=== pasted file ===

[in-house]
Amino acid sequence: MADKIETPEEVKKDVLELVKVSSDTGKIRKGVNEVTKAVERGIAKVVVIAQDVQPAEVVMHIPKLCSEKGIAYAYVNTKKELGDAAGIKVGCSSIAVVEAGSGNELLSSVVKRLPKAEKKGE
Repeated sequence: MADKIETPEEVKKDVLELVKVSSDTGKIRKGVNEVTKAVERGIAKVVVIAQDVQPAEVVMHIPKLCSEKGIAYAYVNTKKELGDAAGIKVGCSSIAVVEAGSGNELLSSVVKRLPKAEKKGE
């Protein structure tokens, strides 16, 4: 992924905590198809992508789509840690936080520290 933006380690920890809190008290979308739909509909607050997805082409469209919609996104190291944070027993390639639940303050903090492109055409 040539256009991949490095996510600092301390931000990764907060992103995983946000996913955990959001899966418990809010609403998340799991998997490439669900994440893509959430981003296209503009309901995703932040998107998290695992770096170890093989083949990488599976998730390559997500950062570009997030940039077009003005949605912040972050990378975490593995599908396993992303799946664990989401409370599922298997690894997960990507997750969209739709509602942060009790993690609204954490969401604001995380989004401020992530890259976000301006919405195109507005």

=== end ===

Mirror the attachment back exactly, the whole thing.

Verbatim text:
[in-house]
Amino acid sequence: MADKIETPEEVKKDVLELVKVSSDTGKIRKGVNEVTKAVERGIAKVVVIAQDVQPAEVVMHIPKLCSEKGIAYAYVNTKKELGDAAGIKVGCSSIAVVEAGSGNELLSSVVKRLPKAEKKGE
Repeated sequence: MADKIETPEEVKKDVLELVKVSSDTGKIRKGVNEVTKAVERGIAKVVVIAQDVQPAEVVMHIPKLCSEKGIAYAYVNTKKELGDAAGIKVGCSSIAVVEAGSGNELLSSVVKRLPKAEKKGE
């Protein structure tokens, strides 16, 4: 992924905590198809992508789509840690936080520290 933006380690920890809190008290979308739909509909607050997805082409469209919609996104190291944070027993390639639940303050903090492109055409 040539256009991949490095996510600092301390931000990764907060992103995983946000996913955990959001899966418990809010609403998340799991998997490439669900994440893509959430981003296209503009309901995703932040998107998290695992770096170890093989083949990488599976998730390559997500950062570009997030940039077009003005949605912040972050990378975490593995599908396993992303799946664990989401409370599922298997690894997960990507997750969209739709509602942060009790993690609204954490969401604001995380989004401020992530890259976000301006919405195109507005």